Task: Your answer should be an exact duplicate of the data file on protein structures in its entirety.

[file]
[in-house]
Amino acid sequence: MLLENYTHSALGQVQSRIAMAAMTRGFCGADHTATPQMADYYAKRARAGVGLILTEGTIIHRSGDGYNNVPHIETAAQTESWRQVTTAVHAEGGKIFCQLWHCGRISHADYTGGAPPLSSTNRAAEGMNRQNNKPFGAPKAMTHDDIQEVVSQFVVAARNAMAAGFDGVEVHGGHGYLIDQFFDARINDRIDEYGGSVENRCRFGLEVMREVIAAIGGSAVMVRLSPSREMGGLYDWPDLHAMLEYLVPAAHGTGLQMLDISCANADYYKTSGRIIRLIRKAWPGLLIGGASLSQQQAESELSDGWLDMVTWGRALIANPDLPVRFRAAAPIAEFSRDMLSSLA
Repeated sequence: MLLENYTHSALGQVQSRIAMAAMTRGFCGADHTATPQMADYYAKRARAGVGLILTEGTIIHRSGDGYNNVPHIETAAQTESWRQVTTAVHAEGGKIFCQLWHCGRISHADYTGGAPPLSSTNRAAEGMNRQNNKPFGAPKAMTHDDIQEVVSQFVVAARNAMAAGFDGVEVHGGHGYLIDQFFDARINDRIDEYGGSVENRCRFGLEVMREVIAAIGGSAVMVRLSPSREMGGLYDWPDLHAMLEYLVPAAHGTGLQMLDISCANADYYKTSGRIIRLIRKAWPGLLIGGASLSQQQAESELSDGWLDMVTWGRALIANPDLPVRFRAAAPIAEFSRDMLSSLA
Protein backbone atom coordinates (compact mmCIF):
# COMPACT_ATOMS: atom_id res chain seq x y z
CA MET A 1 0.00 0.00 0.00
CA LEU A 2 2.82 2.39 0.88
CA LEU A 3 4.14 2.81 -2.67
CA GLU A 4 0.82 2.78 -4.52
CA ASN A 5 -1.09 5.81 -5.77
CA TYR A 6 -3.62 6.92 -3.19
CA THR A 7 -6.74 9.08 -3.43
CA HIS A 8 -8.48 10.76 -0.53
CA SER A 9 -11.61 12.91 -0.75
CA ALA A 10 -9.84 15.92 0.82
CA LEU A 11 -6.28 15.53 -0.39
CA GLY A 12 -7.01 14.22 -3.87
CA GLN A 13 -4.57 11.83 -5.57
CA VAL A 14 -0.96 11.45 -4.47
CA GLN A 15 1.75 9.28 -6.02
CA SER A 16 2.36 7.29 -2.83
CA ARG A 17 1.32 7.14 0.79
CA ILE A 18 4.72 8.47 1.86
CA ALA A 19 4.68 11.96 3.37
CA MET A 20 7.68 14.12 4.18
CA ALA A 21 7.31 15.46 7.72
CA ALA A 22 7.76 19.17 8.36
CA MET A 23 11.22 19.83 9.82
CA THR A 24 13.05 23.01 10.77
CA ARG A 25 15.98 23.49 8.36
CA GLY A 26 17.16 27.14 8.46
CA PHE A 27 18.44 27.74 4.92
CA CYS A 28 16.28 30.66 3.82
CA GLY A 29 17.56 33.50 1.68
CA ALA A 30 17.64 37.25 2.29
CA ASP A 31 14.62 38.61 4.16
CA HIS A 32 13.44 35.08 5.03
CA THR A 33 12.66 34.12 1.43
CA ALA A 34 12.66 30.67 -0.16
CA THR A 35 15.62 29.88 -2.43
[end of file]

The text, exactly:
[in-house]
Amino acid sequence: MLLENYTHSALGQVQSRIAMAAMTRGFCGADHTATPQMADYYAKRARAGVGLILTEGTIIHRSGDGYNNVPHIETAAQTESWRQVTTAVHAEGGKIFCQLWHCGRISHADYTGGAPPLSSTNRAAEGMNRQNNKPFGAPKAMTHDDIQEVVSQFVVAARNAMAAGFDGVEVHGGHGYLIDQFFDARINDRIDEYGGSVENRCRFGLEVMREVIAAIGGSAVMVRLSPSREMGGLYDWPDLHAMLEYLVPAAHGTGLQMLDISCANADYYKTSGRIIRLIRKAWPGLLIGGASLSQQQAESELSDGWLDMVTWGRALIANPDLPVRFRAAAPIAEFSRDMLSSLA
Repeated sequence: MLLENYTHSALGQVQSRIAMAAMTRGFCGADHTATPQMADYYAKRARAGVGLILTEGTIIHRSGDGYNNVPHIETAAQTESWRQVTTAVHAEGGKIFCQLWHCGRISHADYTGGAPPLSSTNRAAEGMNRQNNKPFGAPKAMTHDDIQEVVSQFVVAARNAMAAGFDGVEVHGGHGYLIDQFFDARINDRIDEYGGSVENRCRFGLEVMREVIAAIGGSAVMVRLSPSREMGGLYDWPDLHAMLEYLVPAAHGTGLQMLDISCANADYYKTSGRIIRLIRKAWPGLLIGGASLSQQQAESELSDGWLDMVTWGRALIANPDLPVRFRAAAPIAEFSRDMLSSLA
Protein backbone atom coordinates (compact mmCIF):
# COMPACT_ATOMS: atom_id res chain seq x y z
CA MET A 1 0.00 0.00 0.00
CA LEU A 2 2.82 2.39 0.88
CA LEU A 3 4.14 2.81 -2.67
CA GLU A 4 0.82 2.78 -4.52
CA ASN A 5 -1.09 5.81 -5.77
CA TYR A 6 -3.62 6.92 -3.19
CA THR A 7 -6.74 9.08 -3.43
CA HIS A 8 -8.48 10.76 -0.53
CA SER A 9 -11.61 12.91 -0.75
CA ALA A 10 -9.84 15.92 0.82
CA LEU A 11 -6.28 15.53 -0.39
CA GLY A 12 -7.01 14.22 -3.87
CA GLN A 13 -4.57 11.83 -5.57
CA VAL A 14 -0.96 11.45 -4.47
CA GLN A 15 1.75 9.28 -6.02
CA SER A 16 2.36 7.29 -2.83
CA ARG A 17 1.32 7.14 0.79
CA ILE A 18 4.72 8.47 1.86
CA ALA A 19 4.68 11.96 3.37
CA MET A 20 7.68 14.12 4.18
CA ALA A 21 7.31 15.46 7.72
CA ALA A 22 7.76 19.17 8.36
CA MET A 23 11.22 19.83 9.82
CA THR A 24 13.05 23.01 10.77
CA ARG A 25 15.98 23.49 8.36
CA GLY A 26 17.16 27.14 8.46
CA PHE A 27 18.44 27.74 4.92
CA CYS A 28 16.28 30.66 3.82
CA GLY A 29 17.56 33.50 1.68
CA ALA A 30 17.64 37.25 2.29
CA ASP A 31 14.62 38.61 4.16
CA HIS A 32 13.44 35.08 5.03
CA THR A 33 12.66 34.12 1.43
CA ALA A 34 12.66 30.67 -0.16
CA THR A 35 15.62 29.88 -2.43